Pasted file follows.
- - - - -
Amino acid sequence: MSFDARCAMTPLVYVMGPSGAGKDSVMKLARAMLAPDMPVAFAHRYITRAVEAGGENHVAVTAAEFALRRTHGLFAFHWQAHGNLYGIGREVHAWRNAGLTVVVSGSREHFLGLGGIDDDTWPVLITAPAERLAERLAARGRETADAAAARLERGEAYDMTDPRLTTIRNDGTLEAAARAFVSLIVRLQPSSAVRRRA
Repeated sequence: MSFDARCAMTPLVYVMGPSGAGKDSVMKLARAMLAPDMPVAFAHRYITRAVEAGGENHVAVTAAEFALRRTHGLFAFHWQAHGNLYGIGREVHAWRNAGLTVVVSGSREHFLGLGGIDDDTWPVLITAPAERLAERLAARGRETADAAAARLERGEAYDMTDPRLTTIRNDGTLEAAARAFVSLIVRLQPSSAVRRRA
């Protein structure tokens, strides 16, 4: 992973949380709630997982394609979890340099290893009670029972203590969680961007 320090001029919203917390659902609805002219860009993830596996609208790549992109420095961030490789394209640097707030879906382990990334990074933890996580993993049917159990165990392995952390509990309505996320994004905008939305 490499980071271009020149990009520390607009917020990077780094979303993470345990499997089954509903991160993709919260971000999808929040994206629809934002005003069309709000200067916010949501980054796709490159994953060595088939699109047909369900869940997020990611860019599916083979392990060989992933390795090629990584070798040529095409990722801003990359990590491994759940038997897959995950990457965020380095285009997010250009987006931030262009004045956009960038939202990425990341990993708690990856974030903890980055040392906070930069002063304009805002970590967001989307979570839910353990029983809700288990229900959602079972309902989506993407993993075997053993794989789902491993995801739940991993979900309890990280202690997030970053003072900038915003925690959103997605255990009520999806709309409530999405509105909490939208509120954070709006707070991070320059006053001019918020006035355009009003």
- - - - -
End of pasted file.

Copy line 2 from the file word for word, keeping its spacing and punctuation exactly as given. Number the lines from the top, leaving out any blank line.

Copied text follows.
Repeated sequence: MSFDARCAMTPLVYVMGPSGAGKDSVMKLARAMLAPDMPVAFAHRYITRAVEAGGENHVAVTAAEFALRRTHGLFAFHWQAHGNLYGIGREVHAWRNAGLTVVVSGSREHFLGLGGIDDDTWPVLITAPAERLAERLAARGRETADAAAARLERGEAYDMTDPRLTTIRNDGTLEAAARAFVSLIVRLQPSSAVRRRA